The atrial septal defect is a hole in the wall that separates the two upper chambers of the heart. This condition is congenital. The defect allows oxygen-rich blood to leak into the oxygen-poor blood chambers in the heart. Small atrial septal defects may close on their own during infancy or early childhood, but large and long standing ones can cause damage to the lungs and heart. Small defects do not generally cause a problem, but adults who have had undetected atrial septal defect may suffer heart failure or high blood pressure.
It is common that babies born with atrial septal defects do not have associated symptoms. In adults, however, signs and symptoms tend to begin by the age of 30, or not occur until much later. The symptoms may include:
- Shortness of breath, especially when exercising,
- Swelling of legs, feet or abdomen,
- Heart palpitations or skipped beats,
- Frequent lung infections,
- Heart murmur, a whooshing sound that can be heard through a stethoscope.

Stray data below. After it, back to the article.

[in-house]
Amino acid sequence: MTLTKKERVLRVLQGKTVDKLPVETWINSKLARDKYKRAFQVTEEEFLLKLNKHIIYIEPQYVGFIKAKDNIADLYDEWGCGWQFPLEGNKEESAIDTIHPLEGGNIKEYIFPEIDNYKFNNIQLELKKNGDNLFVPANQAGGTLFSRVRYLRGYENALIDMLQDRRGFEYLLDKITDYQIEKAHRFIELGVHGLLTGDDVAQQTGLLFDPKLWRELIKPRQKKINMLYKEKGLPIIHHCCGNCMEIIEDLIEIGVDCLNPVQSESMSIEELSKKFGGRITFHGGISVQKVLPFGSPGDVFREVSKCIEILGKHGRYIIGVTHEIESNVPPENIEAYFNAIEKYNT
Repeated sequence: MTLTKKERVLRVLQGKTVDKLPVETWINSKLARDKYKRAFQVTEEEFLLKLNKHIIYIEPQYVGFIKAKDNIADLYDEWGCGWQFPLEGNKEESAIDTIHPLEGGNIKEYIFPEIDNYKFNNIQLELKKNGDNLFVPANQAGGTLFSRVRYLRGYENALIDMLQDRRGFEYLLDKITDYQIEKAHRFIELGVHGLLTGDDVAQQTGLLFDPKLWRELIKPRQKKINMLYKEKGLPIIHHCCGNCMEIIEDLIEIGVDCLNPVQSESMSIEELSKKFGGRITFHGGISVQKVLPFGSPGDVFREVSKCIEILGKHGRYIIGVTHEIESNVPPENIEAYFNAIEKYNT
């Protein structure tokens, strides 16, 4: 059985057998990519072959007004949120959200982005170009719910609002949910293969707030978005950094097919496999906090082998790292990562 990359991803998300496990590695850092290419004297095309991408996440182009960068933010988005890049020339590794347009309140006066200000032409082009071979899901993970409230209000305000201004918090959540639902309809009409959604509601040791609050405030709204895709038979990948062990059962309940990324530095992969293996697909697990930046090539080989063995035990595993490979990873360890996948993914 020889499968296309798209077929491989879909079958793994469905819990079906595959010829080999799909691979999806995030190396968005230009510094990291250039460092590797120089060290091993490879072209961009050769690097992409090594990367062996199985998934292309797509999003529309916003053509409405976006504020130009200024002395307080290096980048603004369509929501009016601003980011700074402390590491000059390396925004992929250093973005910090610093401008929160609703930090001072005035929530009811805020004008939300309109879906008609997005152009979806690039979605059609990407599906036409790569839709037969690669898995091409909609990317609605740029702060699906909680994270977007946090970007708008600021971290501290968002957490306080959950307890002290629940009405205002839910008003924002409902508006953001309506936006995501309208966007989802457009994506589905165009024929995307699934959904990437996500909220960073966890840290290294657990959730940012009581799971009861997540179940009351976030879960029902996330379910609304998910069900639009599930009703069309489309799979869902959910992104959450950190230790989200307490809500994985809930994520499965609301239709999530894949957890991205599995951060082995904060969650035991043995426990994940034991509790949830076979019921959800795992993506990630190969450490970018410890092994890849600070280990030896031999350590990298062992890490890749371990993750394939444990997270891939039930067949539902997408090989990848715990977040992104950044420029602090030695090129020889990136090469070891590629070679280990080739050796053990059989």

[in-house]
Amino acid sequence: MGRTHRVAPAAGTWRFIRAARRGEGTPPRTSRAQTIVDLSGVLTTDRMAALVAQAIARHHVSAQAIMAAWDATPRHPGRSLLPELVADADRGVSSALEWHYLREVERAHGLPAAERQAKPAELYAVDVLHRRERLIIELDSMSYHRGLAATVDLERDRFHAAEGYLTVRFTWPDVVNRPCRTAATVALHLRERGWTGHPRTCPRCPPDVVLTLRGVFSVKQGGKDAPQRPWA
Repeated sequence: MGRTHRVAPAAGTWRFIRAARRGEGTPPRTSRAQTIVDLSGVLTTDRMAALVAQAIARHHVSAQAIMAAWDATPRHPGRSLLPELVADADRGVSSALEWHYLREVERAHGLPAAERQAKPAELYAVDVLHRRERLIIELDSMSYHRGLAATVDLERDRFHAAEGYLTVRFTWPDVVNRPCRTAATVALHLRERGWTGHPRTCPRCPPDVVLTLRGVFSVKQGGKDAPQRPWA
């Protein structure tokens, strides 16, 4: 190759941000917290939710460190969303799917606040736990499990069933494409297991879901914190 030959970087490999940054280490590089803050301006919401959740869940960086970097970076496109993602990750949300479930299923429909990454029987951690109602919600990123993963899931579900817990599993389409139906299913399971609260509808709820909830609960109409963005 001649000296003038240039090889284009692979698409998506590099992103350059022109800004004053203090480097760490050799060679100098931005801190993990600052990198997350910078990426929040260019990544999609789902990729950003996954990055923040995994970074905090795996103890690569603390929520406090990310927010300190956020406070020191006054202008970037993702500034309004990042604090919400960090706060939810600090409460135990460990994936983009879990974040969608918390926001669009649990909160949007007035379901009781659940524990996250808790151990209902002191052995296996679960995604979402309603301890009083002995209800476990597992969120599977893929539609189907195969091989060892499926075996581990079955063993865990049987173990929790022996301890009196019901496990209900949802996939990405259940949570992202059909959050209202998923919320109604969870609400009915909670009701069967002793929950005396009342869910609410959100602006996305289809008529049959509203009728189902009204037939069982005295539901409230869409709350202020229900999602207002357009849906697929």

There's often no clear cause of atrial septal defects although medical professionals know that heart defects present at birth (congenital) arise from errors early in the heart's development. Genetics and environmental factors may also play a role.
An atrial septal defect (ASD) allows freshly oxygenated blood to flow from the left upper chamber of the heart (left atrium) into the right upper chamber of the heart (right atrium). There, it mixes with deoxygenated blood and is pumped to the lungs, even though it is already refreshed with oxygen.
Researchers have not exactly discovered why atrial septal defects occur, but congenital heart defects appear to run in families and sometimes occur with other genetic problems, such as the Down syndrome.
Some conditions during pregnancy may increase the risk of having a baby with a heart defect, including:
- Rubella infection.
- Drug, tobacco or alcohol use, or exposure to certain substances.
- Diabetes or lupus.
- Phenylketonuria (PKU).
A small atrial septal defect, which often closes during infancy may never cause any problems.
However, larger defects can cause mild to life-threatening problems, including:
- Heart failure on the right side
- Heart rhythm abnormalities (arrhythmias)
- Increased risk of a stroke
The risk of congenital heart disease is higher for children of parents with congenital heart disease. People with a congenital heart defect, repaired or not, who want to have a child should discuss it beforehand with a doctor.
In most cases, atrial septal defects cannot be prevented. Planning to become pregnant may require a preconception visit with the doctor.